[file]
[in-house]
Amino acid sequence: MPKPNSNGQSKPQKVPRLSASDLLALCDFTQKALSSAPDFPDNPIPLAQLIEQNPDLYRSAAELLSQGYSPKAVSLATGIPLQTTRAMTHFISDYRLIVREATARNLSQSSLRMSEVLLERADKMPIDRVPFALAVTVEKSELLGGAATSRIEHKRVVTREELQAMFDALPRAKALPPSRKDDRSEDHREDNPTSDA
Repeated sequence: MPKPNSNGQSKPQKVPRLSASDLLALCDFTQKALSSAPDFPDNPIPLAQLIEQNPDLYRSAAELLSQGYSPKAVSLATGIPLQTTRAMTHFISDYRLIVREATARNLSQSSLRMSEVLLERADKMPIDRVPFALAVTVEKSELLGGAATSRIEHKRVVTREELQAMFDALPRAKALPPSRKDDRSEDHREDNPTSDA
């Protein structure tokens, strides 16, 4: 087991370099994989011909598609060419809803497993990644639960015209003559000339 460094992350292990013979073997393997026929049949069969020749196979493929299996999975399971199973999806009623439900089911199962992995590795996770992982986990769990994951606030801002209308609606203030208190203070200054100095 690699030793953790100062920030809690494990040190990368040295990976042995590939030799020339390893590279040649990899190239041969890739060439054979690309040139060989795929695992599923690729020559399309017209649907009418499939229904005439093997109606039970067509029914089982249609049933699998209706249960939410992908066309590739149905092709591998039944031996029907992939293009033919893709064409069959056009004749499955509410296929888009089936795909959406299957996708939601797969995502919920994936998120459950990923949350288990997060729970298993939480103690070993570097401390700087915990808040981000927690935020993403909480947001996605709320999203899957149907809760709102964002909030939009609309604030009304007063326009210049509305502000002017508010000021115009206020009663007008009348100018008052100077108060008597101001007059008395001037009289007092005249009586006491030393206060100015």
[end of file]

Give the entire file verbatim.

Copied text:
[in-house]
Amino acid sequence: MPKPNSNGQSKPQKVPRLSASDLLALCDFTQKALSSAPDFPDNPIPLAQLIEQNPDLYRSAAELLSQGYSPKAVSLATGIPLQTTRAMTHFISDYRLIVREATARNLSQSSLRMSEVLLERADKMPIDRVPFALAVTVEKSELLGGAATSRIEHKRVVTREELQAMFDALPRAKALPPSRKDDRSEDHREDNPTSDA
Repeated sequence: MPKPNSNGQSKPQKVPRLSASDLLALCDFTQKALSSAPDFPDNPIPLAQLIEQNPDLYRSAAELLSQGYSPKAVSLATGIPLQTTRAMTHFISDYRLIVREATARNLSQSSLRMSEVLLERADKMPIDRVPFALAVTVEKSELLGGAATSRIEHKRVVTREELQAMFDALPRAKALPPSRKDDRSEDHREDNPTSDA
């Protein structure tokens, strides 16, 4: 087991370099994989011909598609060419809803497993990644639960015209003559000339 460094992350292990013979073997393997026929049949069969020749196979493929299996999975399971199973999806009623439900089911199962992995590795996770992982986990769990994951606030801002209308609606203030208190203070200054100095 690699030793953790100062920030809690494990040190990368040295990976042995590939030799020339390893590279040649990899190239041969890739060439054979690309040139060989795929695992599923690729020559399309017209649907009418499939229904005439093997109606039970067509029914089982249609049933699998209706249960939410992908066309590739149905092709591998039944031996029907992939293009033919893709064409069959056009004749499955509410296929888009089936795909959406299957996708939601797969995502919920994936998120459950990923949350288990997060729970298993939480103690070993570097401390700087915990808040981000927690935020993403909480947001996605709320999203899957149907809760709102964002909030939009609309604030009304007063326009210049509305502000002017508010000021115009206020009663007008009348100018008052100077108060008597101001007059008395001037009289007092005249009586006491030393206060100015």